Examples. I have fat friends, who dread going to the doctor, because no matter what they show up with (hangnails, glaucoma, broken arm, being bitten by a zombie) they know that at some point during the consult their medical problem will end up being all about how they are fat. Being fat is not something that will be 'fixed' during the consult (oh god if only), and they know they are fat already, trust me, and they still would like some health care while they are there, so they often end up wondering, would they get taken more seriously if they weren't fat? 'You have ten minutes to see me and we are talking about how I am fat, again?' I think these people should switch doctors but good luck finding a clued-in one in your network. Some of my female friends tell me the same about how all their health care problems get reduced to being about their female bits. And my fat female friends? Don't get them started.

The other side of that are the validated sociological studies that attractive (tall, lean, symmetrical faces and bodies) people get better, well, basically, everything. Hired faster, faster promotions, higher bonuses, more friends, quicker service, more freebies. Same for people with fairer skins in comparison with people with darker skins. Appearance becomes a detractor from actual capabilities, distorting the whole picture.

Health records don't currently have this element in them. Sure, the examining clinician and staff, the attending, the specialist, they get to see the faces, the bodies, some of the trappings of life that the patient walks in with. And these frontliners are also closer, presumably, to the culture and assumptions of the patient, although this is less and less true in hospitals in large metropolitan cities. But still, there is a higher chance of a shared culture, shared understanding of what tokens like hairstyles or life decisions mean, when the clinician and the patient are in the same place. They see, but they also understand.

Now put glimpses of those trappings in the file that goes out, sometimes far away, for interpretation. Where the clinical words 'morbidly obese' becomes instantiated as a very full-figured face, where the facial tattoos and piercings may get interpreted as something else than having had a career at Starbucks for too long, where a popped collar on a polo-shirt... you get the idea. It is far easier for humans to project narratives on pictures than on clinical notes in black & white, and you know what, we simply do not know if that is going to show up in the quality of the diagnosis.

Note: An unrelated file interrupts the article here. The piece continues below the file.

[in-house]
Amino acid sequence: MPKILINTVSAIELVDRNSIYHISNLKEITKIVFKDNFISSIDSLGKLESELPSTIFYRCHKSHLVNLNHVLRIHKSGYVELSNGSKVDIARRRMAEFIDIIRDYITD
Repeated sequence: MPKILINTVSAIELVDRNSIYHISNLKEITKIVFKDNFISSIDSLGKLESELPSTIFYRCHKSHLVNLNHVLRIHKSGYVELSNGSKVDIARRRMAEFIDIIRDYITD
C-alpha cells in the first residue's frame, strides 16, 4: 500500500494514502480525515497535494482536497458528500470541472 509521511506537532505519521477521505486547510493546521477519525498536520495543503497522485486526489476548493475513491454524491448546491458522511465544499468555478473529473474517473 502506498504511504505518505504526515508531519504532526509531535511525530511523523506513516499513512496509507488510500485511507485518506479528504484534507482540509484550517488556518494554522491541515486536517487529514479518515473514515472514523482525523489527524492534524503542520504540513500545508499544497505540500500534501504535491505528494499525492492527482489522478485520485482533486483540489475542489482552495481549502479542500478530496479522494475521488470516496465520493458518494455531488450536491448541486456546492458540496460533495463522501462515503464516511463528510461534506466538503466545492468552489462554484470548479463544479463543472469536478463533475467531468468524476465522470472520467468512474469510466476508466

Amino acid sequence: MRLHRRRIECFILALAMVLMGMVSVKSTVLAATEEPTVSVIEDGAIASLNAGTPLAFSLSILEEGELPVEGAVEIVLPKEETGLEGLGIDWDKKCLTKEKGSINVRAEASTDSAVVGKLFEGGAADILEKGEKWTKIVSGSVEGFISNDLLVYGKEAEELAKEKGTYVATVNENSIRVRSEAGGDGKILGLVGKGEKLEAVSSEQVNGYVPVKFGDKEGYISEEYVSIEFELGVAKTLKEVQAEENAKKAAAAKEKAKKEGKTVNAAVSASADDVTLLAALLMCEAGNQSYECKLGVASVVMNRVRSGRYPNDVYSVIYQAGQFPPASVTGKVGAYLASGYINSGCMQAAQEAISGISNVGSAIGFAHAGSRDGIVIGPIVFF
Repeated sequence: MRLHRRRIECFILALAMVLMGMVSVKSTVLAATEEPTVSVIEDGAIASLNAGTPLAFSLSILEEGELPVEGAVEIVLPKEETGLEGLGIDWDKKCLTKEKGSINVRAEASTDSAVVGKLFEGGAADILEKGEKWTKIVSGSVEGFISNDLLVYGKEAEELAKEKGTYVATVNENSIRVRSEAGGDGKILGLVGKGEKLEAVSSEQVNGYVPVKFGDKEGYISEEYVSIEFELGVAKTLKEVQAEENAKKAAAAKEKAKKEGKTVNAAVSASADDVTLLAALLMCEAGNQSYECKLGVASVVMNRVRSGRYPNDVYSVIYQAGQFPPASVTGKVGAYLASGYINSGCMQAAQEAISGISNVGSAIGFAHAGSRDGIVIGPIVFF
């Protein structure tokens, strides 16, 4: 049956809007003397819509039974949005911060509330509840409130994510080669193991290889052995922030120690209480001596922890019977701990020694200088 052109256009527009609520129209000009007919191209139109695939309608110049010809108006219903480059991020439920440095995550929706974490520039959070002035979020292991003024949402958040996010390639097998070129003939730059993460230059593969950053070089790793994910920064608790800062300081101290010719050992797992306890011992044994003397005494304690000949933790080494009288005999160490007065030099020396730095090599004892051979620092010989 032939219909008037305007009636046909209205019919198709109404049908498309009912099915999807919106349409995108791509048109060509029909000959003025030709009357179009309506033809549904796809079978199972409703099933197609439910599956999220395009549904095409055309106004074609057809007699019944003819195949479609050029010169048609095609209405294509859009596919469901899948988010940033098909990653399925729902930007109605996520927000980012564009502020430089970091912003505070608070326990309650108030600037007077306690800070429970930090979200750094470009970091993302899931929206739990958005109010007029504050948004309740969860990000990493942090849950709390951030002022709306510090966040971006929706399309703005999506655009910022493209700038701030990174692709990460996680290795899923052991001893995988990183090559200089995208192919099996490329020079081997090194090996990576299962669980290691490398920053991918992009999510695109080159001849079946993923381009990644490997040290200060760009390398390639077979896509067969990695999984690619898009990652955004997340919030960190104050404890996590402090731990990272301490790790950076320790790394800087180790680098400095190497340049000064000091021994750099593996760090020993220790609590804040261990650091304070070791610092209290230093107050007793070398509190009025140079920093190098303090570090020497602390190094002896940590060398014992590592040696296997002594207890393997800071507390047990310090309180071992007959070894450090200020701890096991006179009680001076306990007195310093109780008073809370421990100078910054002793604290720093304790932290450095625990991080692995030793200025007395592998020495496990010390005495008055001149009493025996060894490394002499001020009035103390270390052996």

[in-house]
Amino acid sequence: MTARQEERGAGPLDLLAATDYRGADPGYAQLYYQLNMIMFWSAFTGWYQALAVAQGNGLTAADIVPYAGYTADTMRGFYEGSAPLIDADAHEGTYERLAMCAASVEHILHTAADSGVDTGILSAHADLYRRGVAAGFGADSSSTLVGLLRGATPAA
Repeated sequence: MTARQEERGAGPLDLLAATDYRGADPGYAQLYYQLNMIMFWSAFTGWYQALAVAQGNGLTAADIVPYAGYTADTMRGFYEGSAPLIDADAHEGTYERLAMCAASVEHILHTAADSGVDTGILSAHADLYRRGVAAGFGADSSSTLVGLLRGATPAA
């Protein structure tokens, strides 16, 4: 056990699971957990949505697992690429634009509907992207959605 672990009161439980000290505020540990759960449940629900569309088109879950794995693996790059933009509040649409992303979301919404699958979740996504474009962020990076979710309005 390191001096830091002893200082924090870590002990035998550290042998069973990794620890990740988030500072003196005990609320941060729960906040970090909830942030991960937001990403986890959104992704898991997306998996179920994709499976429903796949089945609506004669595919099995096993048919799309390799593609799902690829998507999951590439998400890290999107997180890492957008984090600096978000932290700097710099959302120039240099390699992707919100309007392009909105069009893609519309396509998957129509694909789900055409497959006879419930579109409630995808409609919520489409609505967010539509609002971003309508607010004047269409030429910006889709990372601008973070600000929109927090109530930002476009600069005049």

We know that it does from the study, in a specific case of pictures that depict sick people, and when they are new. Do the interpretations of radiological data stay as detailed and long after two years of including pictures of everyone? Unknown. Will the interpretations stay as detailed if they are pictures taken of healthy times? Unknown. Will now everyone have to think hard about what picture to include, promulgating dreaded Internet Disease Profile Pictures? Well, people will anyway. Will 'prettier' pics get better or worse interpretations? Even health care? Unknown.

And quite frankly, this is not an area to experiment. Costs of getting it wrong are too high, and the costs will show up too far into the future to easily fix, nebulously, even if they are actually there. The current photo-less health record evolved over the last 200 years, and while it is far from perfect, the fact that during this evolution including a Polaroid instant shot just didn't become standard when it certainly would have been cheap enough to do so, should tell us something. As I said, 'More study is definitely be required' would be my recommendation.

Sunday, April 12, 2009

A Request

Is there some kind of graphic already available I can print out and cut out and laminate, about the size of the credit card so it fits well with them in my wallet, that conveys the sentiment I CAN HEAR THE SOUND LEAKING FROM YOUR EARBUDS FROM HERE ? Something I could pull out and hold up in front of someone to communicate something they may be completely unaware of, and might even be mortified to find out if they were good human beings? Something pretty neutral, maybe even friendly, that I could carry around?

There must be. I wonder what the reactions will be.

Saturday, April 04, 2009

Watch It

The famous 2-Way Wrist RadioImage via Wikipedia

Let's talk about phone watches for a minute. Yes, you read that right, the dream of having Dick Tracy's wrist accessory just won't die. After the stunning successes of the wrist watch calculator1, the wrist watch camera, the wrist watch TV2, and the wrist watch music player, some manufacturers are now trying for the wrist watch phone -- and by extension a combo of some or all aforementioned functions.